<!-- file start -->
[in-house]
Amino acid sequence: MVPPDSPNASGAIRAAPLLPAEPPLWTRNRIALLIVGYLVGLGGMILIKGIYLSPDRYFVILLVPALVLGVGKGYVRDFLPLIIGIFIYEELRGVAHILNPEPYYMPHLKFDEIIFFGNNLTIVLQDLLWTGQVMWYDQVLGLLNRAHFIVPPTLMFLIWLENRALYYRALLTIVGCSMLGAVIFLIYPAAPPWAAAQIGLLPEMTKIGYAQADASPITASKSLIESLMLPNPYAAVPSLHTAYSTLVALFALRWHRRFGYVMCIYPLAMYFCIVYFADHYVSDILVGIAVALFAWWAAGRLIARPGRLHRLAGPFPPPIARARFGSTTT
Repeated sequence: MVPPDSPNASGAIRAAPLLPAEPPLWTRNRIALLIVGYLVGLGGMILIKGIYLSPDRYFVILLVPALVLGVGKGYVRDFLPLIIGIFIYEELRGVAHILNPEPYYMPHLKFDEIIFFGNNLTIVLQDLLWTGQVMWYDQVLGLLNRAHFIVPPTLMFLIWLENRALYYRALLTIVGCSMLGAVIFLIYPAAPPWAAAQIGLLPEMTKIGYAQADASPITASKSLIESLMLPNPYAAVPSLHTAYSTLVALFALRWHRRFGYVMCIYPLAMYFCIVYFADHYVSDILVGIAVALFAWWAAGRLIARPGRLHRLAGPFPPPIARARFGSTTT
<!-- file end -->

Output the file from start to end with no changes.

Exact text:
[in-house]
Amino acid sequence: MVPPDSPNASGAIRAAPLLPAEPPLWTRNRIALLIVGYLVGLGGMILIKGIYLSPDRYFVILLVPALVLGVGKGYVRDFLPLIIGIFIYEELRGVAHILNPEPYYMPHLKFDEIIFFGNNLTIVLQDLLWTGQVMWYDQVLGLLNRAHFIVPPTLMFLIWLENRALYYRALLTIVGCSMLGAVIFLIYPAAPPWAAAQIGLLPEMTKIGYAQADASPITASKSLIESLMLPNPYAAVPSLHTAYSTLVALFALRWHRRFGYVMCIYPLAMYFCIVYFADHYVSDILVGIAVALFAWWAAGRLIARPGRLHRLAGPFPPPIARARFGSTTT
Repeated sequence: MVPPDSPNASGAIRAAPLLPAEPPLWTRNRIALLIVGYLVGLGGMILIKGIYLSPDRYFVILLVPALVLGVGKGYVRDFLPLIIGIFIYEELRGVAHILNPEPYYMPHLKFDEIIFFGNNLTIVLQDLLWTGQVMWYDQVLGLLNRAHFIVPPTLMFLIWLENRALYYRALLTIVGCSMLGAVIFLIYPAAPPWAAAQIGLLPEMTKIGYAQADASPITASKSLIESLMLPNPYAAVPSLHTAYSTLVALFALRWHRRFGYVMCIYPLAMYFCIVYFADHYVSDILVGIAVALFAWWAAGRLIARPGRLHRLAGPFPPPIARARFGSTTT